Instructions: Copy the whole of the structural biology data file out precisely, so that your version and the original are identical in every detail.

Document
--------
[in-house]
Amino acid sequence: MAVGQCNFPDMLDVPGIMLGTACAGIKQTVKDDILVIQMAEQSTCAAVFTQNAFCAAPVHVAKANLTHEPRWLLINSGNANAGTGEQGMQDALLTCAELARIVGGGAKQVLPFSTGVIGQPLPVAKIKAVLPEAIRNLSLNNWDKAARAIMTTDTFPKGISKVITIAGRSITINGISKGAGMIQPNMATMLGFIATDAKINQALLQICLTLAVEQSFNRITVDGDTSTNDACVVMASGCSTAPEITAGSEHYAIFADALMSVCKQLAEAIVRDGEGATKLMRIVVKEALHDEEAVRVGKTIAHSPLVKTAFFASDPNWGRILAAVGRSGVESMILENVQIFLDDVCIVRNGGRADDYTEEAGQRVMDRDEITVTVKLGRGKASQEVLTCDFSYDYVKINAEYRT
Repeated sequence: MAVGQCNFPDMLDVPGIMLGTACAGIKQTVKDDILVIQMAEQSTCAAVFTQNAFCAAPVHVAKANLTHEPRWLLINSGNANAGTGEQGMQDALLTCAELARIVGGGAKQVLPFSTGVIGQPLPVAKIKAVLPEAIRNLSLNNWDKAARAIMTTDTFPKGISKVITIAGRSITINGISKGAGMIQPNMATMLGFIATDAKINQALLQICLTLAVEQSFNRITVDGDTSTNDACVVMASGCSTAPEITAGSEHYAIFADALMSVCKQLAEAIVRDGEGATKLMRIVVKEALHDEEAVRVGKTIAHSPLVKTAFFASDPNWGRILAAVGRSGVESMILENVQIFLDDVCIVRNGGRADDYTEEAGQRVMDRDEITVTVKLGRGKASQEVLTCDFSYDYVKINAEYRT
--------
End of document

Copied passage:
[in-house]
Amino acid sequence: MAVGQCNFPDMLDVPGIMLGTACAGIKQTVKDDILVIQMAEQSTCAAVFTQNAFCAAPVHVAKANLTHEPRWLLINSGNANAGTGEQGMQDALLTCAELARIVGGGAKQVLPFSTGVIGQPLPVAKIKAVLPEAIRNLSLNNWDKAARAIMTTDTFPKGISKVITIAGRSITINGISKGAGMIQPNMATMLGFIATDAKINQALLQICLTLAVEQSFNRITVDGDTSTNDACVVMASGCSTAPEITAGSEHYAIFADALMSVCKQLAEAIVRDGEGATKLMRIVVKEALHDEEAVRVGKTIAHSPLVKTAFFASDPNWGRILAAVGRSGVESMILENVQIFLDDVCIVRNGGRADDYTEEAGQRVMDRDEITVTVKLGRGKASQEVLTCDFSYDYVKINAEYRT
Repeated sequence: MAVGQCNFPDMLDVPGIMLGTACAGIKQTVKDDILVIQMAEQSTCAAVFTQNAFCAAPVHVAKANLTHEPRWLLINSGNANAGTGEQGMQDALLTCAELARIVGGGAKQVLPFSTGVIGQPLPVAKIKAVLPEAIRNLSLNNWDKAARAIMTTDTFPKGISKVITIAGRSITINGISKGAGMIQPNMATMLGFIATDAKINQALLQICLTLAVEQSFNRITVDGDTSTNDACVVMASGCSTAPEITAGSEHYAIFADALMSVCKQLAEAIVRDGEGATKLMRIVVKEALHDEEAVRVGKTIAHSPLVKTAFFASDPNWGRILAAVGRSGVESMILENVQIFLDDVCIVRNGGRADDYTEEAGQRVMDRDEITVTVKLGRGKASQEVLTCDFSYDYVKINAEYRT